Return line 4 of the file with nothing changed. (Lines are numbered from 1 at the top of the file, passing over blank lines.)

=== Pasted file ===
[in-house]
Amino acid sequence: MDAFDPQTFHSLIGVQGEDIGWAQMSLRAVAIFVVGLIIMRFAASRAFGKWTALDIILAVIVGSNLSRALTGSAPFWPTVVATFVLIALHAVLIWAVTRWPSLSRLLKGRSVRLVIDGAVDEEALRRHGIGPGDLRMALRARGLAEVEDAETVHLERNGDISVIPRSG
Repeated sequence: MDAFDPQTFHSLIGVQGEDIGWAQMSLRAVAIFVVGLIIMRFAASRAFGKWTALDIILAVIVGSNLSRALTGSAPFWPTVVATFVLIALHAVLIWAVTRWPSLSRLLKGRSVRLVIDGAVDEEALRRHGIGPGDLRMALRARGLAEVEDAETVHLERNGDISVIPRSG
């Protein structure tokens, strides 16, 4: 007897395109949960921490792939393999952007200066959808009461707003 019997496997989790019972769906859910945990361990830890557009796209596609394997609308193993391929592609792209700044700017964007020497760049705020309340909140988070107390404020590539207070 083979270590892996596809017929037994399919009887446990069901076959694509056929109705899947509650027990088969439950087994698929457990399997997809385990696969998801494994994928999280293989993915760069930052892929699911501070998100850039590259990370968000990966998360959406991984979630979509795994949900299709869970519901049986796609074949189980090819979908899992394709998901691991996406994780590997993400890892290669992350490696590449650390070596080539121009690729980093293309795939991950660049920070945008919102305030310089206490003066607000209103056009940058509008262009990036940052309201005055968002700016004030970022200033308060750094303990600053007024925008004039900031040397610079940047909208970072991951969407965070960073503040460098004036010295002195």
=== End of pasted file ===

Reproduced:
């Protein structure tokens, strides 16, 4: 007897395109949960921490792939393999952007200066959808009461707003 019997496997989790019972769906859910945990361990830890557009796209596609394997609308193993391929592609792209700044700017964007020497760049705020309340909140988070107390404020590539207070 083979270590892996596809017929037994399919009887446990069901076959694509056929109705899947509650027990088969439950087994698929457990399997997809385990696969998801494994994928999280293989993915760069930052892929699911501070998100850039590259990370968000990966998360959406991984979630979509795994949900299709869970519901049986796609074949189980090819979908899992394709998901691991996406994780590997993400890892290669992350490696590449650390070596080539121009690729980093293309795939991950660049920070945008919102305030310089206490003066607000209103056009940058509008262009990036940052309201005055968002700016004030970022200033308060750094303990600053007024925008004039900031040397610079940047909208970072991951969407965070960073503040460098004036010295002195």